Nighttime routines

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The end of the day, when parents return from work and siblings come home from school, can be a high-stress time for everyone, including a baby. The key to a smooth transition at this time of day is to follow a routine and keep things simple. Frequently, one parent takes over baby care while the other prepares the evening meal. If the parents havent seen the baby all day, the reunion can be pretty exciting and, sometimes, overstimulating for the baby. General fussiness, long bouts of crying, and difficulty getting down for the night are frequent results.

Nighttime routines

To avoid this unpleasantness, look for signals that your baby may be getting frazzled and try to adjust your approach accordingly. Watch for yawning, fidgeting, flushing or mottling of the skin, and reluctance to look you in the eye and smile. If the baby shows any of these signs, tone down the environment, cutting out excess noise and activity. Some babies, of course, are more adaptable than others and actually seem to thrive on end-of-day excitement. If yours is one of these, enjoy. If not, try to adjust your evening activities to accommodate the babys needs.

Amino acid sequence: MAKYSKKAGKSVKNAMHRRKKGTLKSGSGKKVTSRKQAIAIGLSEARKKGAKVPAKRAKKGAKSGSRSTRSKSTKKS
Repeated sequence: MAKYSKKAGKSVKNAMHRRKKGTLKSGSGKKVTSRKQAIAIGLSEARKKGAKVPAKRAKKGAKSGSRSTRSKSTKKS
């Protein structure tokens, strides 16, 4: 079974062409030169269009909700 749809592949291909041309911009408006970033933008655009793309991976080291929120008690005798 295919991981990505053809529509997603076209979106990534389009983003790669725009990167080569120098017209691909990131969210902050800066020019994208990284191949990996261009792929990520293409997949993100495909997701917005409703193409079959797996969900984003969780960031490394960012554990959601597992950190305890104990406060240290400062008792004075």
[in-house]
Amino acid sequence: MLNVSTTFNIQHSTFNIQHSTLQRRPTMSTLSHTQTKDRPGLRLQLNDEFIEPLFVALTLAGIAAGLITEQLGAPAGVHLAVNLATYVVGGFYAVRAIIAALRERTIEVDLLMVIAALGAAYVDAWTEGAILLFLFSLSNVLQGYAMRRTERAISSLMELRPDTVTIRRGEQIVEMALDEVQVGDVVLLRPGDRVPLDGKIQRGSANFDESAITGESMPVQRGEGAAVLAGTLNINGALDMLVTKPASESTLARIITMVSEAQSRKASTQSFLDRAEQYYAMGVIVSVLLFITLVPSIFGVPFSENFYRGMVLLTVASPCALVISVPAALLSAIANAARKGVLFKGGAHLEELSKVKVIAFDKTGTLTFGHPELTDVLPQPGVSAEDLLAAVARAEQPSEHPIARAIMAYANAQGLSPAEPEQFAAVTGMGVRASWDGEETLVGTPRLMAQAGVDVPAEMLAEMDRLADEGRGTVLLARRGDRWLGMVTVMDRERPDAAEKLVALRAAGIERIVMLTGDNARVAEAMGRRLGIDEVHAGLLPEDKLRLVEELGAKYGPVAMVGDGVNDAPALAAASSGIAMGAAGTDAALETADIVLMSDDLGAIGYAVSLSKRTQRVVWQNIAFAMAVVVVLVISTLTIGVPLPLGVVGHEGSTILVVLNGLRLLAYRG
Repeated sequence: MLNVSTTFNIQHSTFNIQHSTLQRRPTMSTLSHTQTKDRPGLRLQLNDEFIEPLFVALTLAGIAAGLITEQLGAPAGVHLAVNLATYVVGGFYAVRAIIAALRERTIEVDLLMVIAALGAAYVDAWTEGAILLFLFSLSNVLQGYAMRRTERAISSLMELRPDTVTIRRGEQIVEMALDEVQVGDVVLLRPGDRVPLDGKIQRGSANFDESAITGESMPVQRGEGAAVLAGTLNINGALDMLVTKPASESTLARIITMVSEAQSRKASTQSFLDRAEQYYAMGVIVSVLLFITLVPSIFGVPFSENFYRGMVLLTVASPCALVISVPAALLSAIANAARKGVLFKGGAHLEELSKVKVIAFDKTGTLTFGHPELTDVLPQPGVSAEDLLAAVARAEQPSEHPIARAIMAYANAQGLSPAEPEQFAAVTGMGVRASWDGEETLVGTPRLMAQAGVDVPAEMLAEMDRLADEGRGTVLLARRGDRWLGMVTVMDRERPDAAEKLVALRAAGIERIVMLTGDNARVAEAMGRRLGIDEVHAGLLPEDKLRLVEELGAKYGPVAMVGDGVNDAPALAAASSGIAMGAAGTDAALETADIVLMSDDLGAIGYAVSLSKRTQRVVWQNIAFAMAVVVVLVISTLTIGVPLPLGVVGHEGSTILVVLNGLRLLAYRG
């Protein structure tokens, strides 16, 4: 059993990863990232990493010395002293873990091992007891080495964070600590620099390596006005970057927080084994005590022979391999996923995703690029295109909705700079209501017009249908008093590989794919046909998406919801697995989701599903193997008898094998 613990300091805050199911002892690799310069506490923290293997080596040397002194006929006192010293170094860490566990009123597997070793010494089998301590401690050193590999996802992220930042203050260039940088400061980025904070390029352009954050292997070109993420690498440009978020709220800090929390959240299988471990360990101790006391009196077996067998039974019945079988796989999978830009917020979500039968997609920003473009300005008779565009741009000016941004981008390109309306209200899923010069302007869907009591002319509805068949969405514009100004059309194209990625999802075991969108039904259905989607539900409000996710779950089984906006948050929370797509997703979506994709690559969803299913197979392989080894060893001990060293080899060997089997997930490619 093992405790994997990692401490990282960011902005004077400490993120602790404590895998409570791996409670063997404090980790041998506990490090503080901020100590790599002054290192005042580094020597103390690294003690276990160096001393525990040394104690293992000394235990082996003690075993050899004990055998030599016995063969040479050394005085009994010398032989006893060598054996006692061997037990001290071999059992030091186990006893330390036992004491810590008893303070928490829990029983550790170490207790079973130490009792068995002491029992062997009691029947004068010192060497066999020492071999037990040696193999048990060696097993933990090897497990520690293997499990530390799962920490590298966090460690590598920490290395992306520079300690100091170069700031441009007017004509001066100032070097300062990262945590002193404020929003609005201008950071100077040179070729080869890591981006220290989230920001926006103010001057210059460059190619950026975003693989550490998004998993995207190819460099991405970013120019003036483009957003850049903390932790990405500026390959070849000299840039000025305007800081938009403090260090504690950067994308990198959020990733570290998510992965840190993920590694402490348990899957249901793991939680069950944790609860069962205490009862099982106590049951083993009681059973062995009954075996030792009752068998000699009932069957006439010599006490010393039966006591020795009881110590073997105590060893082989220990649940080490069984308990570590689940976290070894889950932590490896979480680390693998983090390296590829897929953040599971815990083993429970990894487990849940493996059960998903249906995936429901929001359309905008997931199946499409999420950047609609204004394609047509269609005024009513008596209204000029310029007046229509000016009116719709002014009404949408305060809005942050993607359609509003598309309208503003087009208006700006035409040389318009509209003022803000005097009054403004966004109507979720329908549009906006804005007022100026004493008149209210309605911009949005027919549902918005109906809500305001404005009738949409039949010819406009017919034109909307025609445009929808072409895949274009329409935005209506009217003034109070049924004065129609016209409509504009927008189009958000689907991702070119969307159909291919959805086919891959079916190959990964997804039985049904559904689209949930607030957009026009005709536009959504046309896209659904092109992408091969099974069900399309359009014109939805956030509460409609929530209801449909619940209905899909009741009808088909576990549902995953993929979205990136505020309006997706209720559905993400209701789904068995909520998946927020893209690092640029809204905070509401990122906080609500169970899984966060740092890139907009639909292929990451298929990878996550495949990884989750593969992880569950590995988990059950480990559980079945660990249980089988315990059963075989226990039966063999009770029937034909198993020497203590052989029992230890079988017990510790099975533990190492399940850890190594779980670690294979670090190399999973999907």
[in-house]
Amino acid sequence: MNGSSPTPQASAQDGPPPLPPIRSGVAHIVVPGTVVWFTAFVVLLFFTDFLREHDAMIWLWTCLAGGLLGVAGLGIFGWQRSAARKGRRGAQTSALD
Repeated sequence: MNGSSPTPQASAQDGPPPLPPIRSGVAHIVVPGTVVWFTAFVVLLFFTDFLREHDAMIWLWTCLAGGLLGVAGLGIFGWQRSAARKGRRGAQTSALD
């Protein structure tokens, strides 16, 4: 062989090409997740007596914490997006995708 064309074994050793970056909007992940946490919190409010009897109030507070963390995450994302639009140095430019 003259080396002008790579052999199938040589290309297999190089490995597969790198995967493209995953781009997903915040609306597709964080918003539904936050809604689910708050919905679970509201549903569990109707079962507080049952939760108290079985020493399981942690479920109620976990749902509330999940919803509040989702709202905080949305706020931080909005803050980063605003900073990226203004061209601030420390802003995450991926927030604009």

Whether you include the baby in the family meal by giving her a bottle or nursing while you sit down at the table is a matter of personal preference. If you prefer a quiet, uninterrupted dinner, its probably better to put off eating until the baby is sleeping (but that may not happen until fairly late). Either way, a soothing bedtime routine just before or after the babys last nighttime feeding will be helpful.

You may want to include a bath, depending on whether the baby responds to water by relaxing or getting wound up. A diaper and clothing change should also be part of the routine, as should a period of rocking, listening to soft music, or other quiet activity. Do not, however, get into the habit of nursing or rocking the baby to sleep at night.